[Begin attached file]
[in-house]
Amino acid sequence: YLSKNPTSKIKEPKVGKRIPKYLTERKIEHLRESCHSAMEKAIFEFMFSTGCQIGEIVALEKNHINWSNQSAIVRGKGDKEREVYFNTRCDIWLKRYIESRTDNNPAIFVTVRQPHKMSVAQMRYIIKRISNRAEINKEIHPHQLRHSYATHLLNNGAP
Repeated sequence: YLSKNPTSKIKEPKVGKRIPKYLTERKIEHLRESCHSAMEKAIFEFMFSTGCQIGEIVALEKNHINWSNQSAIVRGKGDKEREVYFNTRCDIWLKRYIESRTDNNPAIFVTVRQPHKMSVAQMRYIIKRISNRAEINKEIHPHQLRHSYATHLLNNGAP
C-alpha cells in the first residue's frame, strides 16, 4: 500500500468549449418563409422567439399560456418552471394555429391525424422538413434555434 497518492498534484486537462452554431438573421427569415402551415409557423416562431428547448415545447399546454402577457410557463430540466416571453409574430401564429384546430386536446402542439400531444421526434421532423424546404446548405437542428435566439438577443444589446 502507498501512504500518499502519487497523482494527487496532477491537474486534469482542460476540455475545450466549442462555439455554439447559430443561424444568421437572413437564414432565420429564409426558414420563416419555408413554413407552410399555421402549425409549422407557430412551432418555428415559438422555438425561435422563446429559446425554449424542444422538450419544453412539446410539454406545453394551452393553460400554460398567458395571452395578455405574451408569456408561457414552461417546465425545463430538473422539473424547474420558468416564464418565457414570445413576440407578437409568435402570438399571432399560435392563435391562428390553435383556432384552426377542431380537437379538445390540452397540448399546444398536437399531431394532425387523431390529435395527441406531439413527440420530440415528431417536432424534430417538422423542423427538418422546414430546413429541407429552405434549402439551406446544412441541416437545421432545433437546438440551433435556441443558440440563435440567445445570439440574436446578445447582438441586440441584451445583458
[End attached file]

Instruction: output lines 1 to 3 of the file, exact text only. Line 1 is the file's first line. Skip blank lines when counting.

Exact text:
[in-house]
Amino acid sequence: YLSKNPTSKIKEPKVGKRIPKYLTERKIEHLRESCHSAMEKAIFEFMFSTGCQIGEIVALEKNHINWSNQSAIVRGKGDKEREVYFNTRCDIWLKRYIESRTDNNPAIFVTVRQPHKMSVAQMRYIIKRISNRAEINKEIHPHQLRHSYATHLLNNGAP
Repeated sequence: YLSKNPTSKIKEPKVGKRIPKYLTERKIEHLRESCHSAMEKAIFEFMFSTGCQIGEIVALEKNHINWSNQSAIVRGKGDKEREVYFNTRCDIWLKRYIESRTDNNPAIFVTVRQPHKMSVAQMRYIIKRISNRAEINKEIHPHQLRHSYATHLLNNGAP